Charles Dickens? Wouldn’t Get A Single Book Published These Days

December 11, 2011

Dickens R.F.Wilson writes from London: I bet Charles Dickens would have had a tough time getting his books published these days. Probably would have died in obscurity, rejected by literary agents who now represent the publishers to make life easier for them.

I can just see some slimy looking individual telling Dickens: ‘Yeeees, looked at your Oliver Twist. Didn’t grab me, to be honest. The plot is not all that great. You could have made that kid Oliver a rent boy or make him bang his own sister or something, to make it all look more lifelike. But no, not one bouncy penis mentioned and no anal sex. Sorry mate, it’s not for my publishers, not commercial enough.’

Have you ever met any of these literary agents? I have and I can tell you that they are all creeps, every single one of them. I bet that they’ve never read a single proper book in their life. They probably wouldn’t even know what a good book is. What they look out for is controversy and filth that are considered commercial nowadays.  They turn down good writers if they don’t include enough swearing, explicit sex scenes or graphic violence into their works.

The whole publishing industry has turned against good writers. It’s all about profit now. Go to any large bookstore and check what they have on the bestsellers shelves. It’s all crap, yes, all of it. Useless cookery books, biographies and autobiographies of non-entities, hideous chick-lit books with clumsy pornography inserted into them – these chick-list can’t even describe a shag properly – thrillers without a decent plot, idiotic tales about bloodthirsty psychopaths and cannibals, absurd sex manuals, blatantly biased historical insights and countless children’s books about meaningless adventures of wizards and witches with not a single good message in them. Publishers of today will be crucified in the not so distant future for what they bringing out now. There must be a huge section in hell where they’ll be roasted, along with lawyers and bankers.

No one is saying that trash-lit titles were not published in the past. But the difference was that a large proportion of the reading public had enough taste to distinguish good books from bad. That was why most classical writers became bestselling authors during their lifetime. Most of the Dickens’s books were instant bestsellers in his time. Nowadays most of the people would not even be able to read his books. They would be too boring for them, too complicated and too unexciting. Not enough sex, not enough violence for their taste.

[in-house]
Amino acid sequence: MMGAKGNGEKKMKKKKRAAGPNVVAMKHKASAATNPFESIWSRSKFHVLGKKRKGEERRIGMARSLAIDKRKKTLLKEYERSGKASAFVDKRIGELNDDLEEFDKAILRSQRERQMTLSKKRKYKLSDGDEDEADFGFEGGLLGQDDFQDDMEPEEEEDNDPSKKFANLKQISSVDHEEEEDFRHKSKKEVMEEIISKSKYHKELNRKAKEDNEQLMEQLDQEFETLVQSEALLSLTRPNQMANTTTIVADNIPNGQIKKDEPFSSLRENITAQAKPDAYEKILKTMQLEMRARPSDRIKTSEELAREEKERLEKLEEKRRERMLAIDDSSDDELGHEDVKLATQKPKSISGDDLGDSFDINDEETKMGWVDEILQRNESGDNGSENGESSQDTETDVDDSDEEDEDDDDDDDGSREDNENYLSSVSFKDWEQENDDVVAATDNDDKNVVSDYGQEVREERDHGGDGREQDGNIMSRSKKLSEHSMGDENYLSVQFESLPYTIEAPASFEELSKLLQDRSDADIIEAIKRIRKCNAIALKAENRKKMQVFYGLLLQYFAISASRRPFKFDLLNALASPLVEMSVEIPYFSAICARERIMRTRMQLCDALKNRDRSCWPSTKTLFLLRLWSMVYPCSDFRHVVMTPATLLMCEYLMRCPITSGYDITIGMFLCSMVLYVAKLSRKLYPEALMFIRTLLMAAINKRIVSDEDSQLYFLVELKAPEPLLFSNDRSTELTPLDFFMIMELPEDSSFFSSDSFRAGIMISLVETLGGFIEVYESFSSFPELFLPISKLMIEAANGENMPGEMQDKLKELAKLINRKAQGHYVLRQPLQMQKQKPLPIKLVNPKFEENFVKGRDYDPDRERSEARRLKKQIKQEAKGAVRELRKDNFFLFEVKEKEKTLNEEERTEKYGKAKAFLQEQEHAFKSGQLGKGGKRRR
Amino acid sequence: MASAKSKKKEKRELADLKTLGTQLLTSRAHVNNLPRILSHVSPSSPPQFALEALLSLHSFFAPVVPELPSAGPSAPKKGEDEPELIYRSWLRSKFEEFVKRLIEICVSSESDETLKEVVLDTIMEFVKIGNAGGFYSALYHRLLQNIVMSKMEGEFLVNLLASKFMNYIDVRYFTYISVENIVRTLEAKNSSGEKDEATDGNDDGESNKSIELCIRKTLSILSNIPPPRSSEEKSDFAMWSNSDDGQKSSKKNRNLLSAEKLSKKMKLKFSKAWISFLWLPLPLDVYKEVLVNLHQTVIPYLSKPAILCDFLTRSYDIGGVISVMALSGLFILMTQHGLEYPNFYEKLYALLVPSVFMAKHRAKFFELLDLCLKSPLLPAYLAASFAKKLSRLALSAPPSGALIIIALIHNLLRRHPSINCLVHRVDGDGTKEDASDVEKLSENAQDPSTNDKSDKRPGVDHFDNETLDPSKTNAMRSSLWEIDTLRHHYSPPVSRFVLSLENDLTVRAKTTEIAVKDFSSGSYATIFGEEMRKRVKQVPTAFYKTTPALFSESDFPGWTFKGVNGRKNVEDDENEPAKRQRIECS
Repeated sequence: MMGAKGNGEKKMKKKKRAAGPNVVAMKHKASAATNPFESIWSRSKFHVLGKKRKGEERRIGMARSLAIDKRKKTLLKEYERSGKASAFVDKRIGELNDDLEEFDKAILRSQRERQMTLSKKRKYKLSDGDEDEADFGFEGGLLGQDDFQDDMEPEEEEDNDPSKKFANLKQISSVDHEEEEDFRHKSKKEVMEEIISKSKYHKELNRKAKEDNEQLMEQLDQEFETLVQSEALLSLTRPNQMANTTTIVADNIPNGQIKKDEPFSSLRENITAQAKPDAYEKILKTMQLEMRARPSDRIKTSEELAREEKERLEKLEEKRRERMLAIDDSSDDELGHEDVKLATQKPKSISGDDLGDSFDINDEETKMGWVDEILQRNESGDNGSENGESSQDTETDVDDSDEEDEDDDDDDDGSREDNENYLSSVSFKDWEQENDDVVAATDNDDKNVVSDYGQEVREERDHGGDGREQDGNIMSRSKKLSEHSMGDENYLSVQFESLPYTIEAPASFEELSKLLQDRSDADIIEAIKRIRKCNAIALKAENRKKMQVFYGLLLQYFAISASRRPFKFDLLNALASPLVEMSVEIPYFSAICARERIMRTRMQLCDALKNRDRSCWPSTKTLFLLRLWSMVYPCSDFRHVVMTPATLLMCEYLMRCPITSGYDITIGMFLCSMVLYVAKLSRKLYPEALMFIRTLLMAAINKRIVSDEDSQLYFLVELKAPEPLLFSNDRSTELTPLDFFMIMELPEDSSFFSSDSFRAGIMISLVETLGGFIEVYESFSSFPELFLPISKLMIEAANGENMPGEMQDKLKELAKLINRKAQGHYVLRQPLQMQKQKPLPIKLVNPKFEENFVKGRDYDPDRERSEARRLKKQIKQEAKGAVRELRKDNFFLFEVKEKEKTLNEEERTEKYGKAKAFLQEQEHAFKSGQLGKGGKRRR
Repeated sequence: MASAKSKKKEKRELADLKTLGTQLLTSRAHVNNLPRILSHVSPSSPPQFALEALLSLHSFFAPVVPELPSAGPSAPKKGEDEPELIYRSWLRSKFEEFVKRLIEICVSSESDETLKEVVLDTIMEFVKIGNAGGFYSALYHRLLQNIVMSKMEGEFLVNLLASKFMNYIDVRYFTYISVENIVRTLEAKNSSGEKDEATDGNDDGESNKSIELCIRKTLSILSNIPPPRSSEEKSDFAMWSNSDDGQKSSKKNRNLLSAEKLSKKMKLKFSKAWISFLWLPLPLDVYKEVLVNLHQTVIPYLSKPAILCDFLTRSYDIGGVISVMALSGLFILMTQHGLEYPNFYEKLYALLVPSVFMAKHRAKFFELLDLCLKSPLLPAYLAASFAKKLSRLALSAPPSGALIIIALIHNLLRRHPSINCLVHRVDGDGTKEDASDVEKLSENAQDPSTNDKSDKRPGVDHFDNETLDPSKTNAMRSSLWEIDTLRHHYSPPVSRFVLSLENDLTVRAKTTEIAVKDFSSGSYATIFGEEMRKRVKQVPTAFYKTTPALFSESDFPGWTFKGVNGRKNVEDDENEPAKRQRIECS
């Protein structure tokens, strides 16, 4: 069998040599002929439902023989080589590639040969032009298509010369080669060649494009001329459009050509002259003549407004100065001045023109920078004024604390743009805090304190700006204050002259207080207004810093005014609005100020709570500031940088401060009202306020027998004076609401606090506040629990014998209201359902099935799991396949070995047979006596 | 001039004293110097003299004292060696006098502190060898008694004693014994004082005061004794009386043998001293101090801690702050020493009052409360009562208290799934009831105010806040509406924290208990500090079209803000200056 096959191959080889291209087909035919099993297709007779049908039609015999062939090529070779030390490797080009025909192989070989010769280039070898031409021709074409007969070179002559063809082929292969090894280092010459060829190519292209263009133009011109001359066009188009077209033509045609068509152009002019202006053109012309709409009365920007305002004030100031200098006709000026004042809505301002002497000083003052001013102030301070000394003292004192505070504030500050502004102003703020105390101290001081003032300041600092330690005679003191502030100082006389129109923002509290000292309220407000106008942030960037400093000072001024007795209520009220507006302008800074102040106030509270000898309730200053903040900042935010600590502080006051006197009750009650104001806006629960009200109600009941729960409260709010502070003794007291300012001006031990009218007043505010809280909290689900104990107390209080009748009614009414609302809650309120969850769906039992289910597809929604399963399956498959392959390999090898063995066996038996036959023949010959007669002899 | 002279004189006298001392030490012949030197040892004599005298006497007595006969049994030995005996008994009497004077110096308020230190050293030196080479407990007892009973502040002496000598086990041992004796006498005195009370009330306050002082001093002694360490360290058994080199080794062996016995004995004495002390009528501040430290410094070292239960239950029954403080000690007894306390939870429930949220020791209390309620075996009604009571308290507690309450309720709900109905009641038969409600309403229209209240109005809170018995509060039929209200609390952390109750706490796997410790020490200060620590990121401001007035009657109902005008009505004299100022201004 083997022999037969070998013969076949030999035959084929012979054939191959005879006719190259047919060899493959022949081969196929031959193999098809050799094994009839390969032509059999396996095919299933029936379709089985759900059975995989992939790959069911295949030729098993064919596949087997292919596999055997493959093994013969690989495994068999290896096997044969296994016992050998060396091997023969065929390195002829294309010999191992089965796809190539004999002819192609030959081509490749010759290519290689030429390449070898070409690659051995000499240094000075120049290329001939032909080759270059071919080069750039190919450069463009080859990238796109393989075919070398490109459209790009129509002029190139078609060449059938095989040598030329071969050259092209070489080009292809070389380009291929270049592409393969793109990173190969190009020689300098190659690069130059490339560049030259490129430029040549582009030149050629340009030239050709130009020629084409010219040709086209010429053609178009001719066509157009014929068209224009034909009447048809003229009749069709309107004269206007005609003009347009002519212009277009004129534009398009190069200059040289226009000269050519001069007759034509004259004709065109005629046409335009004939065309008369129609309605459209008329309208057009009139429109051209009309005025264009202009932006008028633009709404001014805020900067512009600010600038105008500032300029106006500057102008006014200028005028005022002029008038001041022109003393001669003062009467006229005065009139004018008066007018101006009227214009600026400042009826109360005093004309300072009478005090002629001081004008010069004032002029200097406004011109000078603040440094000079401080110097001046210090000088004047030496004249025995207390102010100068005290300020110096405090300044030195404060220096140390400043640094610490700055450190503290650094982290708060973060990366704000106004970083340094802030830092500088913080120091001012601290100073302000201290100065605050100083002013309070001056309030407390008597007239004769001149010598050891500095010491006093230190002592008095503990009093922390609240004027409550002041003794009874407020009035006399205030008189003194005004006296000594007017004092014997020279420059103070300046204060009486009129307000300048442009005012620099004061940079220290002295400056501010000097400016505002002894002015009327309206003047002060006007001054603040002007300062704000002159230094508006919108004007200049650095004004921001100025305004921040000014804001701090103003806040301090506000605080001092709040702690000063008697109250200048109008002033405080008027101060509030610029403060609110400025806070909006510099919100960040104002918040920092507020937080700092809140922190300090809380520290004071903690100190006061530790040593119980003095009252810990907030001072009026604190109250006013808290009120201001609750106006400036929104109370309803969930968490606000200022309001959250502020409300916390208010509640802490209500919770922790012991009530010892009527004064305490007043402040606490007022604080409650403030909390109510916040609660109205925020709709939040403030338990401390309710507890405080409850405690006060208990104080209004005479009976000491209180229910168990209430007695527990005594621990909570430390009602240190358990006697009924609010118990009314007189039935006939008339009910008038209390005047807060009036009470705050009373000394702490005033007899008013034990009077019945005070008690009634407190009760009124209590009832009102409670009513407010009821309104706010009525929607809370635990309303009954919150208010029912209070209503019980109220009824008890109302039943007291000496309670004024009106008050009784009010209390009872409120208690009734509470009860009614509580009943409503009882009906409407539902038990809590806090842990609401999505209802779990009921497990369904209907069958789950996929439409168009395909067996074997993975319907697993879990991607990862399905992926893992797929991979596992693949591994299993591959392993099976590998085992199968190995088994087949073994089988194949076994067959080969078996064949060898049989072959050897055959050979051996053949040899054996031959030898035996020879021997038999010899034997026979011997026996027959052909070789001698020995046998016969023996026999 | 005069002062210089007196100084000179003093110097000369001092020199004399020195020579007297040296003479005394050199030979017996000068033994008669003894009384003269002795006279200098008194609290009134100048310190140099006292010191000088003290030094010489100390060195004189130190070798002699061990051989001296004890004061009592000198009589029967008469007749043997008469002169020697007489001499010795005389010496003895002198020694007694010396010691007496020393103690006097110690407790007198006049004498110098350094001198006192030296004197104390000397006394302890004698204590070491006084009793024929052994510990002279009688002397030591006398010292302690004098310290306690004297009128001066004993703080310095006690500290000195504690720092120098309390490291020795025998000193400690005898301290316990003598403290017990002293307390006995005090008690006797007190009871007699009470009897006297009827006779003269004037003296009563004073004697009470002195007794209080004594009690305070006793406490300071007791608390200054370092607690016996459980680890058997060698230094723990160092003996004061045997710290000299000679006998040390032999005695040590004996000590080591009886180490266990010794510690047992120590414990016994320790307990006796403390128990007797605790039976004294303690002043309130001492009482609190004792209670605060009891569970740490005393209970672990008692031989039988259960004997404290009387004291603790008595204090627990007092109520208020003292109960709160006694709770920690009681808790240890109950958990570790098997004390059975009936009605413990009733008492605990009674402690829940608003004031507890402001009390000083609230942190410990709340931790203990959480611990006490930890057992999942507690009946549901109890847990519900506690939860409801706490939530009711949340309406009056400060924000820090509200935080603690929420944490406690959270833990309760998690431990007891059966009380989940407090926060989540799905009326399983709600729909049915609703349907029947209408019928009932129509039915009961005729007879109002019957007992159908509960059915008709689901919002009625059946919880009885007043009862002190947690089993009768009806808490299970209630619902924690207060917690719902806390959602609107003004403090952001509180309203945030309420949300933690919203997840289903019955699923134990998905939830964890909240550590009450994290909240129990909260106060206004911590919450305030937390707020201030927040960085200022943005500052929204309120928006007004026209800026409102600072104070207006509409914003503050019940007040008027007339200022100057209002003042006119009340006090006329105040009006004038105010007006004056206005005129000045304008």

The tastes of the ‘reading public’ have become so low that second and third-rate authors become ‘living classics’ just because they land on the bestselling shelves. You open their books and you can see from page one that the authors struggle with stringing sentences together. Throbbing penises and slurping vaginas and F-words are introduced all over the place to lure the unsophisticated lot into reading on. But even the pornography does not really make any sense and is done with no imagination.

It is no secret that large bookstores are paid by publishers to place their titles on the bestsellers’ shelves. And yet people still fall for that trick and buy these books. Do they actually read them? I very much doubt it.

The most embarrassing part of it all is that ‘prestigious’ book awards have been turned into a joke, with models and celebrities invited to take part and make their choices, as if they had ever read anything in their lives about from glossy magazines. The system of giving prizes to mediocre authors is another way of selling books that no one reads.

So here’s the deal: if you’re buying a book, check if the author is still alive. If it’s the case, don’t waste your money. Better buy booze with it and have some fun.

– End –

  • http://www.rochellespencer.com Rochelle Spencer

    I enjoyed reading this, but I’m not sure if it’s true that “most classical writers became bestselling authors during their lifetime.” What about Melville? Or Proust? I think that (often) when writers are doing something truly innovative, it takes a little while for the public to catch on. And, I think that’s true no matter what the epoch.